For such a popular franchise, the Call of Duty name wasn’t too much of a heavy hitter from 2016 through 2019, much like Minecraft. But CoD also experienced a huge viewership growth in 2020, due to the meteoric rise of the standalone Warzone title. With Modern Warfare II and Warzone 2.0 set to release soon, the series could see another boost that might save it from being overtaken by VALORANT.

5) – Dota 2 (3.39 billion hours watched)

Image via Valve

Dota 2 is a pillar of consistency on the Twitch platform, averaging just over 500 million hours watched since 2016 and never straying too far from that figure over any given year. The yearly Dota 2 International is still one of the most highly watched esports events of the year, featuring easily the largest prize pool as well.

4) – CS:GO (3.83 billion hours watched)

Image via Valve

From 2016 through 2019, CS:GO kept pace with its Valve counterpart in Dota 2. But like several other titles, CS:GO experienced significant growth in 2020, hitting over 700 million hours watched after averaging less than 500 million hours watched across the past four years. Even with the game’s massive esports scene moving online, viewership still showed up in numbers, and the game has sustained those numbers to this point.

3) – GTA V (4.72 billion hours watched)

Screengrab via Rockstar Games

Since 2019, GTA V (or more accurately, GTA Online) has produced some of the biggest viewership numbers on Twitch. Rockstar has consistently added new stories and business content to its online service. But a huge reason for the game’s success on Twitch is the emergence of RP servers featuring some of the biggest creators on the platform. It holds the record for the largest single year of viewership, with 1.875 billion hours viewed in 2021.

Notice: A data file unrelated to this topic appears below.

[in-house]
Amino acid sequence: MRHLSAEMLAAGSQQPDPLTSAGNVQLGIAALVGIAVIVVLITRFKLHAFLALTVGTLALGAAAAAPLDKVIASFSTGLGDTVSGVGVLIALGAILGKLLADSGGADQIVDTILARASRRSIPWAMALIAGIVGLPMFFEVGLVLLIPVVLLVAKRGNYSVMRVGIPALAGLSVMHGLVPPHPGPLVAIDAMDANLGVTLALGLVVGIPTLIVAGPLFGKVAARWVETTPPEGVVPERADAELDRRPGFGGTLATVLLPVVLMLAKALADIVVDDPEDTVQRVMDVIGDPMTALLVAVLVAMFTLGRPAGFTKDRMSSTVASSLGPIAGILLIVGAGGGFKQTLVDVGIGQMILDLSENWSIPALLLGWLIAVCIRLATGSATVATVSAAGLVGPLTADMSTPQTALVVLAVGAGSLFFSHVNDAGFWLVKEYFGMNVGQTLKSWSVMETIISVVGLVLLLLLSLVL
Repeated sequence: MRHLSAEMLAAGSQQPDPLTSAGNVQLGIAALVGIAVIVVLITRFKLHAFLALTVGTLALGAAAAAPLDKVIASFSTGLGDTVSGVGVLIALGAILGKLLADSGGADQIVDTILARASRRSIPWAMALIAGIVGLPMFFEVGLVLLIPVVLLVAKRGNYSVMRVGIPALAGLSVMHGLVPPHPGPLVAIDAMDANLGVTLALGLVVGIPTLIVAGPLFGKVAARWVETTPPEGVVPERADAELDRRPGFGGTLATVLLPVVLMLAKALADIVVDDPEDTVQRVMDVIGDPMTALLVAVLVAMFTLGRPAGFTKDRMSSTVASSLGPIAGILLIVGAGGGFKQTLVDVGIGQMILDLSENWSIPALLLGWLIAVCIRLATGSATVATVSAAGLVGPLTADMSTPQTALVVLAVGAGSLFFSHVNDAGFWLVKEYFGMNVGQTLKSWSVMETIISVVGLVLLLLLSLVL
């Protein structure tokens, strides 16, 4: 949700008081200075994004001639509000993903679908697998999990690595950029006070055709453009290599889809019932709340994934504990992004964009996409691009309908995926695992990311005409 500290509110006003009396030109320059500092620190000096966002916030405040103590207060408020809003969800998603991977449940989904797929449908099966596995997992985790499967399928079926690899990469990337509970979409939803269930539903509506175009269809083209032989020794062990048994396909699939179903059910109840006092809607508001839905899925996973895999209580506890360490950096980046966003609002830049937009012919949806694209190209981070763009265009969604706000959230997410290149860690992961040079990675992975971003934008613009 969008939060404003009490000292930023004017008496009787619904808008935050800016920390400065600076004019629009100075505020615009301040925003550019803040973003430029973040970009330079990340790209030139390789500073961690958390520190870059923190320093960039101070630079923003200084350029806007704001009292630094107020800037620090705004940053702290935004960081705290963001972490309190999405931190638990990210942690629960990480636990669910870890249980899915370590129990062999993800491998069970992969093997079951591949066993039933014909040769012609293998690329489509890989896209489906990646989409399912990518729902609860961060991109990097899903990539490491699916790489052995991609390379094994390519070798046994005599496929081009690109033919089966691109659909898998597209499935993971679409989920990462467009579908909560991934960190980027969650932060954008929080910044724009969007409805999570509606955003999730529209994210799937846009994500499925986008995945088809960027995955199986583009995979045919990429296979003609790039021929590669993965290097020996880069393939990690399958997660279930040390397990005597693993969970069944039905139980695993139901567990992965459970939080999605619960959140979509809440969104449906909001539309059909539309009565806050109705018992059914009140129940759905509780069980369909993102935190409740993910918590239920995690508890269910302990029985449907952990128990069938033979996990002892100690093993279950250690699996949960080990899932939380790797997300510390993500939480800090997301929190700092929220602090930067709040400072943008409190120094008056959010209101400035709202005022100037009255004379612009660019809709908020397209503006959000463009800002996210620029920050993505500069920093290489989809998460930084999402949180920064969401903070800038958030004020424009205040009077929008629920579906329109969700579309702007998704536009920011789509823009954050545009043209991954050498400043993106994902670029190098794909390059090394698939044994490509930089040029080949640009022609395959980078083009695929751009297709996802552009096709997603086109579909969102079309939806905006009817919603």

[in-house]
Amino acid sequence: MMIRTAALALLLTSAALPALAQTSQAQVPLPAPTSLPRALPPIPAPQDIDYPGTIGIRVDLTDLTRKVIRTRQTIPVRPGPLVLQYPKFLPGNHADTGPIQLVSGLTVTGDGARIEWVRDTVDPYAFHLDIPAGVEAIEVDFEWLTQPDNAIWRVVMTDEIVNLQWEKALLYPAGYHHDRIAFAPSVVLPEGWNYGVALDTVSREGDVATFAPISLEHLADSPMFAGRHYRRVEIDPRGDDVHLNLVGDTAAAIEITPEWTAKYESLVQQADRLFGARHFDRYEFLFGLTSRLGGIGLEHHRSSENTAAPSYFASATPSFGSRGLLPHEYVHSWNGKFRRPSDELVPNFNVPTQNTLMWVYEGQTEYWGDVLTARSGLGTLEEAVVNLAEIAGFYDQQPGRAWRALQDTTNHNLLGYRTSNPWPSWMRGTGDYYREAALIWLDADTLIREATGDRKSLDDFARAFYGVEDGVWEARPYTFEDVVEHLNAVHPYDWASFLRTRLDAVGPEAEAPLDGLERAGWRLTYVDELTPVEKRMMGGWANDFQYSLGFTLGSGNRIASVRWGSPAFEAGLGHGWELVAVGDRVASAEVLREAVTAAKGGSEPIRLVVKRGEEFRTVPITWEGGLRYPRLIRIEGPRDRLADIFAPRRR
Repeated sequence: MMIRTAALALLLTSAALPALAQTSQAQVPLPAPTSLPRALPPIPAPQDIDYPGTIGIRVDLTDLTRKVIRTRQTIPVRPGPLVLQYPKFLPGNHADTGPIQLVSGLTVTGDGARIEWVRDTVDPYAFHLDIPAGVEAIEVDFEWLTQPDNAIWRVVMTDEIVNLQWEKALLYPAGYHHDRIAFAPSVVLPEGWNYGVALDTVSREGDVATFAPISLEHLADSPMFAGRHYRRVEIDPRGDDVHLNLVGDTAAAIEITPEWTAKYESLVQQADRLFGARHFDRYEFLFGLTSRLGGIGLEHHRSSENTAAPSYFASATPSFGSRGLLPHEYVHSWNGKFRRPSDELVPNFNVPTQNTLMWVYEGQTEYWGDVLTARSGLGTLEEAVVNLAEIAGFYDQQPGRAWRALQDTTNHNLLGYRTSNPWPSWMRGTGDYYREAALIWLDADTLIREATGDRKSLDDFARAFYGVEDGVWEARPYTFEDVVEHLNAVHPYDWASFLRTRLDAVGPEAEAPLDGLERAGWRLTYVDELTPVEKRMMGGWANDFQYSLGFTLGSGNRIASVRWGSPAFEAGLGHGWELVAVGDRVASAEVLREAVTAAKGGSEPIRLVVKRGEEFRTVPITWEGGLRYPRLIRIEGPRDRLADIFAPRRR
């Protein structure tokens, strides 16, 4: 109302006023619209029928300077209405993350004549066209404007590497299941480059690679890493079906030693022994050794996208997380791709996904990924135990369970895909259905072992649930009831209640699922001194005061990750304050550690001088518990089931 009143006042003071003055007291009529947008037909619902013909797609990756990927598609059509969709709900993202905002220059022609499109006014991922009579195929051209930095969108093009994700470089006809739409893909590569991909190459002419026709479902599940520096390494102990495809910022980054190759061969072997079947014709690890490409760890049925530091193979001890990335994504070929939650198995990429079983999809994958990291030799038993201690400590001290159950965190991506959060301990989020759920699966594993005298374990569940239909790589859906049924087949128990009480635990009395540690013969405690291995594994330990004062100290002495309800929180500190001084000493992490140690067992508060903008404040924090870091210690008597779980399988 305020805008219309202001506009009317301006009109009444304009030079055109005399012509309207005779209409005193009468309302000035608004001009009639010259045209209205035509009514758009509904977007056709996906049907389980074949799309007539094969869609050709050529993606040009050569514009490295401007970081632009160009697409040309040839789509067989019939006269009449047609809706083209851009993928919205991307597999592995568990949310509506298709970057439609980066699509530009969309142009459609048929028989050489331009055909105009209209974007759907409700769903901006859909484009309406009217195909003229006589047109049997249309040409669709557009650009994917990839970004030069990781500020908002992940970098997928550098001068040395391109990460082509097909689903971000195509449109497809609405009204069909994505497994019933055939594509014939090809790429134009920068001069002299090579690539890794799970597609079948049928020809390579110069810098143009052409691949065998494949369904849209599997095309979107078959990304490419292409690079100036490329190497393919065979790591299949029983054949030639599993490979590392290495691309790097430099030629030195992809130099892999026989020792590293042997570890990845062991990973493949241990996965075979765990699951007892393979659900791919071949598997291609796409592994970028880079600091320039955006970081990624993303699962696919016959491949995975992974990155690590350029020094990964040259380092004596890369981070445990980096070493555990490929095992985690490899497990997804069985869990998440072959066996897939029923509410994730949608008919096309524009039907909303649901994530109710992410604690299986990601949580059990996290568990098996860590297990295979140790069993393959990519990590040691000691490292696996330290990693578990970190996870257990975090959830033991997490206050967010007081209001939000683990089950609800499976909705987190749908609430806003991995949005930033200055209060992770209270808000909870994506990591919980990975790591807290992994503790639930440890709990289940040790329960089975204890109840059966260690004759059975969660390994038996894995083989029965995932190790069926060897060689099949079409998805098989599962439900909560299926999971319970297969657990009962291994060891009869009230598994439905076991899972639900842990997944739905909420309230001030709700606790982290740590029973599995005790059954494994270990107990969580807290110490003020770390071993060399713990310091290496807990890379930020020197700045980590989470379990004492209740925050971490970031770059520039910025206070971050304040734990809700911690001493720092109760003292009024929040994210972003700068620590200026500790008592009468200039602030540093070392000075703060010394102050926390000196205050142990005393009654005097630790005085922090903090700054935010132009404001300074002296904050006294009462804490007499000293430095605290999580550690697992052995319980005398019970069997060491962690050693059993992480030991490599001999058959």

2) – Fortnite (5.05 billion hours watched)

Three Fortnite characters holding guns and running.
Image via Epic Games

In 2018, Fortnite rocketed to the top portion of the all-time viewership charts, and won’t come down for a while. The “Fortnite Boom” of 2018 attracted a huge amount of Twitch stars and created a few more. Even with the numbers slightly dipping over the past couple of years, Fortnite is still a consensus top-three game in viewership, and in the midst of a potential revival with the launch of the Zero Build mode. But it’s not No. 1, and honestly, it’s not even close to that mark.

1) – League of Legends (8.72 billion hours watched)

Image via Riot Games

League of Legends reigns supreme on Twitch. It’s unlikely anyone will ever catch it. From 2016 through 2019, League averaged 1 billion hours watched per year, and that number increased to 1.5 billion in 2020 and then 1.7 billion in 2021. There have only been two years since 2016 where League was not the most viewed game on Twitch: Fortnite in 2018 and GTA5 in 2021. All hail the king.


Scott Robertson
VALORANT lead staff writer, also covering CS:GO, FPS games, other titles, and the wider esports industry. Watching and writing esports since 2014. Previously wrote for Dexerto, Upcomer, Splyce, and somehow MySpace. Jack of all games, master of none.